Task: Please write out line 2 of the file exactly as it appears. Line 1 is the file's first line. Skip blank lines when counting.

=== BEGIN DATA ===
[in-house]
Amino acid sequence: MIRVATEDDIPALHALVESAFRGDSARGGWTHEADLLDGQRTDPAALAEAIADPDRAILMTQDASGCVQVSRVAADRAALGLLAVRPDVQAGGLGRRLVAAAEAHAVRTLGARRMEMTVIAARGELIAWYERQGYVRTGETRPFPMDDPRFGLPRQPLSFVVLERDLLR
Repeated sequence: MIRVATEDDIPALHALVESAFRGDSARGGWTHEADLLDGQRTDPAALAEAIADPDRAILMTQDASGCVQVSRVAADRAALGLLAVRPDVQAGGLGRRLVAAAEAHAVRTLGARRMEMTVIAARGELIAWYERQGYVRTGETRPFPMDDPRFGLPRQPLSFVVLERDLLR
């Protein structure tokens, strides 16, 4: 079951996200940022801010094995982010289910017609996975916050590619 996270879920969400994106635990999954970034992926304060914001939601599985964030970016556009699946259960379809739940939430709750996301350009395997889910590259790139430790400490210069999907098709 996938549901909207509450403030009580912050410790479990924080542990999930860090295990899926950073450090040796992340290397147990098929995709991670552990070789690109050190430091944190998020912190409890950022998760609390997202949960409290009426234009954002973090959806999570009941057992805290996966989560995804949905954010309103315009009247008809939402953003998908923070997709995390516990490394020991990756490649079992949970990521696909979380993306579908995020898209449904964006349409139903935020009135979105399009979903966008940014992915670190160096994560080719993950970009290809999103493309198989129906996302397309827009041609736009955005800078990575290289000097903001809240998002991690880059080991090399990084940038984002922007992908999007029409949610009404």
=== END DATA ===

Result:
Amino acid sequence: MIRVATEDDIPALHALVESAFRGDSARGGWTHEADLLDGQRTDPAALAEAIADPDRAILMTQDASGCVQVSRVAADRAALGLLAVRPDVQAGGLGRRLVAAAEAHAVRTLGARRMEMTVIAARGELIAWYERQGYVRTGETRPFPMDDPRFGLPRQPLSFVVLERDLLR